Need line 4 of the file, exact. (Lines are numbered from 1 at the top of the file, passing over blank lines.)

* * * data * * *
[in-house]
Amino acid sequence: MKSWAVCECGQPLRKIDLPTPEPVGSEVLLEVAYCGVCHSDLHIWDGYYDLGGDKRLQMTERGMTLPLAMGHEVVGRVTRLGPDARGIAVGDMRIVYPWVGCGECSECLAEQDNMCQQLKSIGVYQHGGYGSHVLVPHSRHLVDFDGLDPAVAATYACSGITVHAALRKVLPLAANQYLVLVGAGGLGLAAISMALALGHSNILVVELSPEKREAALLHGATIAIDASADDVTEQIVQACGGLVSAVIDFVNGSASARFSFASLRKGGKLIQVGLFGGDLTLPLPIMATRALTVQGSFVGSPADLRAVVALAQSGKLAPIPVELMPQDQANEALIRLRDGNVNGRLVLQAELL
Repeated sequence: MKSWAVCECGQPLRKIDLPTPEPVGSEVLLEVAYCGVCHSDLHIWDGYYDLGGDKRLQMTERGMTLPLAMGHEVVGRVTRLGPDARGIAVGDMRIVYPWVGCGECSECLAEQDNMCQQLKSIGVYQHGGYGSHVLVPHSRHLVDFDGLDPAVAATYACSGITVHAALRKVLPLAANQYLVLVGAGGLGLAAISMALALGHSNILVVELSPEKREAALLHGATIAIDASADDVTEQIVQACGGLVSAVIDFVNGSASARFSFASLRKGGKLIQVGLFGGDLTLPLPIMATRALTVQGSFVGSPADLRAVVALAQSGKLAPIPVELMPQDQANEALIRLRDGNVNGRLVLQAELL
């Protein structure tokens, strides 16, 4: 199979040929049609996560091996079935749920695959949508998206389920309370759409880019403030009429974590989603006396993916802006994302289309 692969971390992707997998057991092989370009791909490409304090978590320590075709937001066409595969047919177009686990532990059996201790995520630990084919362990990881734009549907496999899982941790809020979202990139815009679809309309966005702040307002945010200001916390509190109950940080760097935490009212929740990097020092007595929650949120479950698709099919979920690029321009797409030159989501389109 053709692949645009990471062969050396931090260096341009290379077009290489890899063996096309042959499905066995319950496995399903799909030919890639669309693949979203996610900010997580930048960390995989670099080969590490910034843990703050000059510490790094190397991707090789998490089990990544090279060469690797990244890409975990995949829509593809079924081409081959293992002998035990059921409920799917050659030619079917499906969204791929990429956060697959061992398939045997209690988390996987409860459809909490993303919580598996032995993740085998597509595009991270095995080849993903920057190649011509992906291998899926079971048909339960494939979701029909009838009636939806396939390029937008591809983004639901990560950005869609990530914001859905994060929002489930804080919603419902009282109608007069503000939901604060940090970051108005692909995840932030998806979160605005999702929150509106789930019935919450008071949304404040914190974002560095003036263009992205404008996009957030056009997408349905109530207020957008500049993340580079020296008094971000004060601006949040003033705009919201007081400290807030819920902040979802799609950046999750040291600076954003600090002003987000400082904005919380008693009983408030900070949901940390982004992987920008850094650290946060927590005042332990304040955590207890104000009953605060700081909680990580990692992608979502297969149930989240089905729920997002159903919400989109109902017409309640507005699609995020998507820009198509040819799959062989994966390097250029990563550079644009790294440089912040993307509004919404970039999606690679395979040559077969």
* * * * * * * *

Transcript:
């Protein structure tokens, strides 16, 4: 199979040929049609996560091996079935749920695959949508998206389920309370759409880019403030009429974590989603006396993916802006994302289309 692969971390992707997998057991092989370009791909490409304090978590320590075709937001066409595969047919177009686990532990059996201790995520630990084919362990990881734009549907496999899982941790809020979202990139815009679809309309966005702040307002945010200001916390509190109950940080760097935490009212929740990097020092007595929650949120479950698709099919979920690029321009797409030159989501389109 053709692949645009990471062969050396931090260096341009290379077009290489890899063996096309042959499905066995319950496995399903799909030919890639669309693949979203996610900010997580930048960390995989670099080969590490910034843990703050000059510490790094190397991707090789998490089990990544090279060469690797990244890409975990995949829509593809079924081409081959293992002998035990059921409920799917050659030619079917499906969204791929990429956060697959061992398939045997209690988390996987409860459809909490993303919580598996032995993740085998597509595009991270095995080849993903920057190649011509992906291998899926079971048909339960494939979701029909009838009636939806396939390029937008591809983004639901990560950005869609990530914001859905994060929002489930804080919603419902009282109608007069503000939901604060940090970051108005692909995840932030998806979160605005999702929150509106789930019935919450008071949304404040914190974002560095003036263009992205404008996009957030056009997408349905109530207020957008500049993340580079020296008094971000004060601006949040003033705009919201007081400290807030819920902040979802799609950046999750040291600076954003600090002003987000400082904005919380008693009983408030900070949901940390982004992987920008850094650290946060927590005042332990304040955590207890104000009953605060700081909680990580990692992608979502297969149930989240089905729920997002159903919400989109109902017409309640507005699609995020998507820009198509040819799959062989994966390097250029990563550079644009790294440089912040993307509004919404970039999606690679395979040559077969």